A blog dedicated to providing quotes by and posts relating to one of the most influential (and quotable!) authors of the twentieth century, G.K. Chesterton (1874-1936). If you do not know much about GKC, I suggest visiting the webpage of the American Chesterton Society as well as this wonderful Chesterton Facebook Page by a fellow Chestertonian

I also have created a list detailing examples of the influence of Chesterton if you are interested, that I work on from time to time.

(Moreover, for a list of short GKC quotes, I have created one here, citing the sources)

"...Stevenson had found that the secret of life lies in laughter and humility."

-Heretics (1905)

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"The Speaker" Articles

A book I published containing 112 pieces Chesterton wrote for the newspaper "The Speaker" at the beginning of his career.

They are also available for free electronically on another blog of mine here, if you wish to read them that way.




Friday, July 16, 2010

GKC on the subjects of the Eucharist and purgatory

G.K. Chesterton, commenting on the Eucharist in an article which appeared in Good Housekeeping in 1932:

If I am to answer the question, ‘How would Christ solve modern problems if He were on earth today’, I must answer it plainly; and for those of my faith there is only one answer. Christ is on earth today; alive on a thousand altars; and He does solve people’s problems exactly as He did when He was on earth in the more ordinary sense. That is, He solves the problems of the limited number of people who choose of their own free will to listen to Him.

Also, GKC humurously replying in G.K.'s Weekly (April 11, 1925) to an anti-Catholic attack by the Home Secretary, commenting on purgatory:

The Home Secretary is reported as saying, ‘We want no priestly interference, we ask for no purgatory, and we will submit to no compulsory confessional.’ The last clause of this declaration is especially a great relief to our minds. No longer shall we see a policeman seizing a man in the street by the scruff of the neck and dragging him to the nearest confessional-box. No longer will our love of liberty be outraged by the sinister bulk of the Black Maria taking its daily gang of compulsory penitents to Westminster Cathedral…But the passage that interests me…is the singular phrase that comes before it….the very remarkable phrase ‘We ask for no purgatory’…It seems to imply that when Sir William reaches the gates of another world, St Peter or some well-trained angel will say to him in a slightly lowered voice, in the manner of a well-trained butler, ‘Would you be requiring a purgatory?’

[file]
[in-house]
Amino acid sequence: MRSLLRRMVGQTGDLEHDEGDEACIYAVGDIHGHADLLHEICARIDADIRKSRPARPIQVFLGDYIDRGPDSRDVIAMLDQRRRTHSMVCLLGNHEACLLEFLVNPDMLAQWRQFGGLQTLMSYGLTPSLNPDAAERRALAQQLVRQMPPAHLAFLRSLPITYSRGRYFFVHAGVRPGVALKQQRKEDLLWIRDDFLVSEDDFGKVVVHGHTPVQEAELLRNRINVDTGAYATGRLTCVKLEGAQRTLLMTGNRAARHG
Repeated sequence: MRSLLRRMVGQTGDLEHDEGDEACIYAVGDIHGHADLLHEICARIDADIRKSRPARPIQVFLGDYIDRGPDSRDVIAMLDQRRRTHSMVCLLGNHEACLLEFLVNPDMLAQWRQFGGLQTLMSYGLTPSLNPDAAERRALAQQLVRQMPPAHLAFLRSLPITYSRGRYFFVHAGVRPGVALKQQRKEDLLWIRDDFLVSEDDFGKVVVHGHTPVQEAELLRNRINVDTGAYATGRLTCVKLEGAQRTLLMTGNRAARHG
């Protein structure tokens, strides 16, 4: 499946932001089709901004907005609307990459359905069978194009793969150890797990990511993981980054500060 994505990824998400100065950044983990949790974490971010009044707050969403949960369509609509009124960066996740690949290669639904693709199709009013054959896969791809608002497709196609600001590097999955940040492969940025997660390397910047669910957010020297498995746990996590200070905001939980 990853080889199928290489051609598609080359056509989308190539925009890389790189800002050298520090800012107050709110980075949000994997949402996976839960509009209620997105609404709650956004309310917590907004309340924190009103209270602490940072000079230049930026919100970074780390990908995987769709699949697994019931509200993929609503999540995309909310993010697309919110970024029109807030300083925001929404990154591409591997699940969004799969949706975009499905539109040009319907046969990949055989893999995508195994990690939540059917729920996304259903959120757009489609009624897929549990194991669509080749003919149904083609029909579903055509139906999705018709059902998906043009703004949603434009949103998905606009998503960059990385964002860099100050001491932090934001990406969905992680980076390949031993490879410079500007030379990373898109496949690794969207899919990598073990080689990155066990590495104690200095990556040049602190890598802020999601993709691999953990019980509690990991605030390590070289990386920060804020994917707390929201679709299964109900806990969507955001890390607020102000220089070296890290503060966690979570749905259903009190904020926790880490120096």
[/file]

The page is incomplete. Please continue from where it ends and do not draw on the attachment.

…it never occurs to Sir William Joynson-Hicks that…Purgatory may exist whether he likes it or not. If it be true, however incredible it may seem, that the powers ruling the universe think that a politician or a lawyer can reach the point of death, without being in that perfect ecstasy of purity that can see God and live- why then there may be cosmic conditions corresponding to that paradox, and there is an end of it. It may be obvious to us that the politician is already utterly sinless, at one with the saints. It may be evident to us that the lawyer is already utterly selfless, filled only with God and forgetful of the very meaning of gain. But if the cosmic power holds that there are still some strange finishing touches, beyond our fancy, to put to his perfection, then certainly there will be some cosmic provision for that mysterious completion of the seemingly complete. The stars are not clean in His sight and His angels He chargeth with folly; and if He should decide that even in a Home Secretary there is room for improvement, we can but admit that omniscience can heal the defect that we cannot even see.

2 comments:

Fauchelle said...

I came upon this quote just at the right time for me - many thanks for posting it Margaret Fauchelle

Mike said...

You're welcome. :-)

God bless!